DDoS Attacks, Security Breaches Validate the Need for National Cyber Security Awareness
It’s very apropos that October is National Cyber Security Awareness Month because this month and the preceding month have been chock full of record-breaking cyber attacks. Below is a summary of the “big” cyber news in the last four weeks; there was so much bad news it’s hard to keep track! Bear in mind, there are plenty of smaller DDoS attacks that are serious but don’t make the news headlines.
- September 20: the website of noted security researcher Brian Krebs got whacked with a record-breaking volumetric distributed denial of service (DDoS) attack that registered 665Gbps. That attack leveraged the IoT botnet “Mirai” code, harnessing thousands of devices.
- September 29: Not to be outdone, hackers then broke that record, with a 1 Tbps DDoS attack on French hosting provider OVH.
- September 30: Newsweek’s website went offline briefly due to a massive DDoS attack, possibly an act of political hacktivism because of an article published by the magazine that reported U.S. Republican Presidential nominee Donald Trump’s company had violated a trade embargo on Cuba.
- October 1: hackers released the source code for the IoT Botnet 'Mirai,' perhaps doing so to make it more difficult for law enforcement to hunt down the real hackers.
- October 21: DYN, a well-known DNS provider, was hit by a massive DDoS attack that impacted the online availability of popular brands such as Twitter, Spotify, Basecamp, Netflix, Air BnB and a laundry list of others. The hacking collective called New World Hackers claimed responsibility for the attack, which allegedly swamped DYN servers with 1.2 terabits of data per second.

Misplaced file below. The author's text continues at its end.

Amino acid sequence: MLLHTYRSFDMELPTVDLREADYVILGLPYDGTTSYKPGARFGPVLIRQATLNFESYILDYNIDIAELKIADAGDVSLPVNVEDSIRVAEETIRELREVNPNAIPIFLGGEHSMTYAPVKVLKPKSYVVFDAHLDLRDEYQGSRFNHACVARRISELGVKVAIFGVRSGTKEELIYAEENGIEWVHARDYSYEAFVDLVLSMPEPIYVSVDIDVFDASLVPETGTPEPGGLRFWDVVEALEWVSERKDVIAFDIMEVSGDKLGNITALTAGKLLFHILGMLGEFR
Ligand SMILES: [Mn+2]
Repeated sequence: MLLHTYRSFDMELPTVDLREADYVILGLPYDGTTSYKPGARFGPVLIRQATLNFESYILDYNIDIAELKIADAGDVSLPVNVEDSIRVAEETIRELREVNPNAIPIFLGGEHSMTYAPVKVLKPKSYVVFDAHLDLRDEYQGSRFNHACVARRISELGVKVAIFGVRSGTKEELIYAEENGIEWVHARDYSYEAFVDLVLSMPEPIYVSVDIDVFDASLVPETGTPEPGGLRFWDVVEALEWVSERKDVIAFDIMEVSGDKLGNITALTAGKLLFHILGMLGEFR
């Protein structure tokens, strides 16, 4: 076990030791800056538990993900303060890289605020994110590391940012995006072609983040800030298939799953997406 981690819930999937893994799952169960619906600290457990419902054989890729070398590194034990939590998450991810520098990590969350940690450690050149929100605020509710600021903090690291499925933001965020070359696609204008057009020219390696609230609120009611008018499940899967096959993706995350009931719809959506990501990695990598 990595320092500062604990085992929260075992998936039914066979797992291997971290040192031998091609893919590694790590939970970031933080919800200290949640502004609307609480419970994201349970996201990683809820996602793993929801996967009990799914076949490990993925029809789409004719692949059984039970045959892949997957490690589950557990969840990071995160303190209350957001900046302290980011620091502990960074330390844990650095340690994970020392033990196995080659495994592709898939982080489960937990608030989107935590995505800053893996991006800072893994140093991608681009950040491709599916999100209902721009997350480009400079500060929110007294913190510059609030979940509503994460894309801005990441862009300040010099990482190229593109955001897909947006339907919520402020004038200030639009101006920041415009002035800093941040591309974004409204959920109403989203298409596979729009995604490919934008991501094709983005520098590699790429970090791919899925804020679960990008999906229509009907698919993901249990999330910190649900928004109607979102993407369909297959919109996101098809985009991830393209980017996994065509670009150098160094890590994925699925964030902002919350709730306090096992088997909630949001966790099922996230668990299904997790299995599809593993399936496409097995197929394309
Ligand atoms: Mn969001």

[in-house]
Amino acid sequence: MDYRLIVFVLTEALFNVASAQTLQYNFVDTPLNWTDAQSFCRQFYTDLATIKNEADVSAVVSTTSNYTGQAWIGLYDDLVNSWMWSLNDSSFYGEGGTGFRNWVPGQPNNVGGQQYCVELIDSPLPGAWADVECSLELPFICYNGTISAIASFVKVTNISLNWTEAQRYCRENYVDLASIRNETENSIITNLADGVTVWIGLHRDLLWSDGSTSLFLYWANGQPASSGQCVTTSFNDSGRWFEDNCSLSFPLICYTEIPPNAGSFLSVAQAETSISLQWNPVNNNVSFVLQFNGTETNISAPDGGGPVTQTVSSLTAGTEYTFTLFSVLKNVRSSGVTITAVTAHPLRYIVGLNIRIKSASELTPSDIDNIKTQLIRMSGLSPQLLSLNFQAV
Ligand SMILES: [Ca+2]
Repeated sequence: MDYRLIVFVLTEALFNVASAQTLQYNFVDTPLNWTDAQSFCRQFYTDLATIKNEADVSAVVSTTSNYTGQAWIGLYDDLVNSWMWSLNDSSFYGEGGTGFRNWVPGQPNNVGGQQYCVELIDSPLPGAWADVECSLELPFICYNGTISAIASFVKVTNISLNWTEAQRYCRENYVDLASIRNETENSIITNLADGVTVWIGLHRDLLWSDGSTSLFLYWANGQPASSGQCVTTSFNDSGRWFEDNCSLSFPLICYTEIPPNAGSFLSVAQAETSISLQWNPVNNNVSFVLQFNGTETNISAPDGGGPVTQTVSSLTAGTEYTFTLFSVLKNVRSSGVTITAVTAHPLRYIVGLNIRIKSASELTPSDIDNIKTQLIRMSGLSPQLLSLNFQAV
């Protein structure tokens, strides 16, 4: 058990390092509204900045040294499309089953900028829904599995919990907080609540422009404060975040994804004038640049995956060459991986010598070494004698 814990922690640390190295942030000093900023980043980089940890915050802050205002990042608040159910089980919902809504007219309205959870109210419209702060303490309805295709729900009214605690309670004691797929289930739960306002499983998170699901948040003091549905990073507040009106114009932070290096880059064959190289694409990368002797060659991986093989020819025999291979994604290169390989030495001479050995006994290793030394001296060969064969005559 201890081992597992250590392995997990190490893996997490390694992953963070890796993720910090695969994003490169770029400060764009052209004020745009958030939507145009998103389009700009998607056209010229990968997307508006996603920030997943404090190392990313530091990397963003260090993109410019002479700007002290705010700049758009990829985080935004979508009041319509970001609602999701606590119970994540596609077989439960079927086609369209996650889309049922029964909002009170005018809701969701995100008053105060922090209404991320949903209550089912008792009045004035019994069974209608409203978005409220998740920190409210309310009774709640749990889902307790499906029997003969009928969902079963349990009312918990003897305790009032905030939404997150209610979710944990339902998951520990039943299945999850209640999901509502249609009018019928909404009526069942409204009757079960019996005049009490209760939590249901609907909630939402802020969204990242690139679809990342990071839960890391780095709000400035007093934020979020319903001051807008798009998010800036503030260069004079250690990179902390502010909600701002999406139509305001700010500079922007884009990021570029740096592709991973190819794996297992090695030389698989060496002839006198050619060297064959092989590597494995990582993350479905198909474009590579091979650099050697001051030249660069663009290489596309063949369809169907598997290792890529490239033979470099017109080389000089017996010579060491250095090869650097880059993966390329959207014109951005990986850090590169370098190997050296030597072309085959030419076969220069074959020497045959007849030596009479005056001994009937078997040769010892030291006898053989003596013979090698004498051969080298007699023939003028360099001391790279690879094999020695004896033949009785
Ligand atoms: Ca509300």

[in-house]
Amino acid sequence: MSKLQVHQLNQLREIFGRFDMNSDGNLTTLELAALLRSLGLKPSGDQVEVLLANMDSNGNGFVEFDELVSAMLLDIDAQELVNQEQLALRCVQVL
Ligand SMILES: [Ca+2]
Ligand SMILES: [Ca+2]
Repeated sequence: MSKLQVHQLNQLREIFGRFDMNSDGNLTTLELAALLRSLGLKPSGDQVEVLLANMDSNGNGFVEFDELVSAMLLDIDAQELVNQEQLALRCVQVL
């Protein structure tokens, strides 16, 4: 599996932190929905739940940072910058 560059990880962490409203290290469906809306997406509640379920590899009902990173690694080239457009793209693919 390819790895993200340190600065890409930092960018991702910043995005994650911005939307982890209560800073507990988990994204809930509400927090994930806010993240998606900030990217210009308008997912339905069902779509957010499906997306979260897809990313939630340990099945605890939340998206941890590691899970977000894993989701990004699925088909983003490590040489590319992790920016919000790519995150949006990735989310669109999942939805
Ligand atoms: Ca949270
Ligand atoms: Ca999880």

As if the above DDoS attacks were not enough cause for concern, there has been increasing talk about a cyber war between Russia and the United States. Russia reportedly breached the voter registration systems in Illinois and Arizona, and 17 U.S. intelligence agencies stated that Russia breached the files of the Republican and Democratic National Committees and the email servers of the Democratic party officials.
The chill in the air is not entirely due to the onset of autumn here in the Northern Hemisphere; rather, it’s at least in part due to the cold reality that cyber security is an important and difficult issue we all face, whether politically, economically or personally. Lately, with all the bad news about major attacks and breaches that affect the general public, it’s hard not to be aware of cyber threats. Yet there is so much more we can do as nations, individuals and organizations to protect our cyber infrastructure. The Corero team remains vigilant and diligent in our work to keep the Internet safe and secure.
There are just a few days left in National Cyber Security Awareness Month; if the trend continues, there is still plenty of time left for another whopper of a DDoS attack. Let’s hope that doesn’t happen.
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